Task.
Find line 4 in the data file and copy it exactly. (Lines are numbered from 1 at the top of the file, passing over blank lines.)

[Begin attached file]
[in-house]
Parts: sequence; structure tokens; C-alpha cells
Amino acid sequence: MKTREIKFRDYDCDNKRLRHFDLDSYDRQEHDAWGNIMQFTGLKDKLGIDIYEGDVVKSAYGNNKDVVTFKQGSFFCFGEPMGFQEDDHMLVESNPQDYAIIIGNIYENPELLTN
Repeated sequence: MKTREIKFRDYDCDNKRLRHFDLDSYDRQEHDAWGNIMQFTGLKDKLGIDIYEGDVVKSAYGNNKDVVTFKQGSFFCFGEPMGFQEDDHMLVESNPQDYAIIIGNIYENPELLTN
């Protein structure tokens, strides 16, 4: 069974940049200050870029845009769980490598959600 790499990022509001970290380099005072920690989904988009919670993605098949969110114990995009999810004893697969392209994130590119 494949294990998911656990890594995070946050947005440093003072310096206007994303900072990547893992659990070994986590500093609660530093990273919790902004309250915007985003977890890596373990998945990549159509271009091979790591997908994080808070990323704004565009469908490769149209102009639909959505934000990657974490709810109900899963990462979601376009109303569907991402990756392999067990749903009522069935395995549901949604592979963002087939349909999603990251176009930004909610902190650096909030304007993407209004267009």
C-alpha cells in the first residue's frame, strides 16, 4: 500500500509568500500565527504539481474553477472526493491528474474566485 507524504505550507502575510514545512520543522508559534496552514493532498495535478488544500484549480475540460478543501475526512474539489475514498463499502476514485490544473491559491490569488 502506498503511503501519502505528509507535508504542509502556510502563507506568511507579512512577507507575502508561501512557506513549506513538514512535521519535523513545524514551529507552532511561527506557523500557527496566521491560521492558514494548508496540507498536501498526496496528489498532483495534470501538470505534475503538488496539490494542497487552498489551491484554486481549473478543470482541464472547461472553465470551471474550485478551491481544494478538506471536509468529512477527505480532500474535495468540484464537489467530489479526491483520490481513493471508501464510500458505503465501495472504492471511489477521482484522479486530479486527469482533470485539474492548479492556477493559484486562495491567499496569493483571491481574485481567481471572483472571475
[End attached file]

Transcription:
Repeated sequence: MKTREIKFRDYDCDNKRLRHFDLDSYDRQEHDAWGNIMQFTGLKDKLGIDIYEGDVVKSAYGNNKDVVTFKQGSFFCFGEPMGFQEDDHMLVESNPQDYAIIIGNIYENPELLTN